Andria Smythe is an Assistant Professor in the Department of Economics at Howard University. She holds a PhD in Economics from Temple University. Her research interests lie in the areas of Human Capital, Labor Markets and Economic Inequality. Her current research dossier includes work on student debt and labor market outcomes; recessions and educational/labor market inequality; the returns to attendance at Historically Black Colleges and Universities (HBCUs); and inequality in intergenerational transfers and wealth-building within families. She is a research affiliate with the Howard University Center for Race and Wealth and the Institute for Higher Education at the University of Florida.
Co-PI: The Reutrns to College for Black Students in Florida (25, 900)- Helios Education Foundation (2022)
Co-PI: HBCU Attendance and Longer-term Outcomes (67, 273) - The Washington Center for Equitable Growth (2022)
Co-PI :Research and Teaching in Economics Capacity Grant (1,400,000)- Sloan Foundation (2021)
Senior Researcher: Collaborative Excellence in Research ($484,679)- National Science Foundation (2021)
PI: Academic Grant ($20, 000) – The Washington Center for Equitable Growth (2020)
PI: Pipeline Grant ($26, 652)- Russel Sage Foundation (2020)
PI: Early Career Research Award ($5,000)- Upjohn Institute for Employment Research (2020)
PI: Small Grants Award ($5,000) -University of Wisconsin-Madison, Center for Financial Security (2019
Research Fellowship ($10,000) - Howard University (2019)
Dissertation Completion Grant ($10,000)- Temple University (Spring, 2015)
Graduate Student Research Travel Grant- Temple University (Fall, 2014)
Graduate Research/Teaching Assistantship- Temple University (2008-2012)
Labor Market Conditions and Racial/Ethnic Differences in College Enrollment. Journal of Economics, Race, and Policy, 1-11.
The racial/ethnic differences in college enrollment are pervasive and persistent. In this article, I provide evidence of a business cycle-driven component to the college enrollment gaps among racial/ethnic groups in the USA. Using a nationally representative sample from the National Longitudinal Survey of Youths 1997 (NLSY97) and fixed-effects enrollment probability models, I find that Hispanics are more likely than non-Black-non-Hispanics to enroll in 2-year college during high unemployment periods. Similarly, I find that individuals who are Black are more likely than non-Black-non-Hispanic individuals to enroll in 2-year colleges but are less likely to enroll in 4-year colleges during periods of high unemployment. The positive effect of high unemployment rate on 2-year college enrollment for Blacks is almost entirely offset by negative effects on 4-year college enrollment. Non-Black-non-Hispanics are least sensitive to labor market conditions. The cyclicality of college enrollment rates of Blacks and Hispanics and the relatively smooth enrollment rates of non-Black-non-Hispanic individuals may be able to explain a part of the persistent gap in college enrollment.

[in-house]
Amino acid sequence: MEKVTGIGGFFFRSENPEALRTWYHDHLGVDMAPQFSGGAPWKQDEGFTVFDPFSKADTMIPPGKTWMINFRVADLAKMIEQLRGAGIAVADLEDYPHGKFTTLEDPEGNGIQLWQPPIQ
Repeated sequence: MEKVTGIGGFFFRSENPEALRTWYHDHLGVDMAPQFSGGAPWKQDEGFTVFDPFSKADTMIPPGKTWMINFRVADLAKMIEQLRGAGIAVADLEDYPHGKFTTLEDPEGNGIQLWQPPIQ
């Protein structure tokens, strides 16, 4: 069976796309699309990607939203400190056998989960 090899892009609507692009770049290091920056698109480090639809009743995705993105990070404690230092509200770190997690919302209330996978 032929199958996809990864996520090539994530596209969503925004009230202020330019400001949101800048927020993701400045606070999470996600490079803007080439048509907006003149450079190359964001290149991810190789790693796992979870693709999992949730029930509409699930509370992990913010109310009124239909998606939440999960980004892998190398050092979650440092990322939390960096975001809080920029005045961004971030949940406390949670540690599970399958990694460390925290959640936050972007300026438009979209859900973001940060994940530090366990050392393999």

Recessions and Racial Income Inequality (under review)
In this paper, I exploit differences in the severity of the early 1980s recessions across geographic localities and use data from the National Longitudinal Survey of Youths to study the long run effects of recessions on racial economic inequality. I find that for those who were youths and young adults at the onset of the recession, the recession increased the racial gap in adulthood income by 20 percentage points and increased the racial gaps in other educational and labor market outcomes. This paper adds to a growing literature demonstrating long-lasting effects of recessions and adds to the literature the finding that recessions are a key factor in long-term racial economic disparities
Student Debt and Labor Market Outcomes. (with Gerald Daniels Jr,). In AEA Papers and Proceedings (Vol. 109, pp. 171-75). American Economic Association.
We study the impact of student debt on various labor market outcomes, namely, income, hourly wages, and hours worked. Using the NLSY97 and a difference-indifference approach, we find statistically significant differences in labor market outcomes for individuals who received a student loan versus those who received no student loan. We find that the difference in post- versus pre-college income is 8-9 percent higher for individuals that received a student loan relative to individuals who received no student loan. Further, we find evidence that this higher income is due to higher work hours.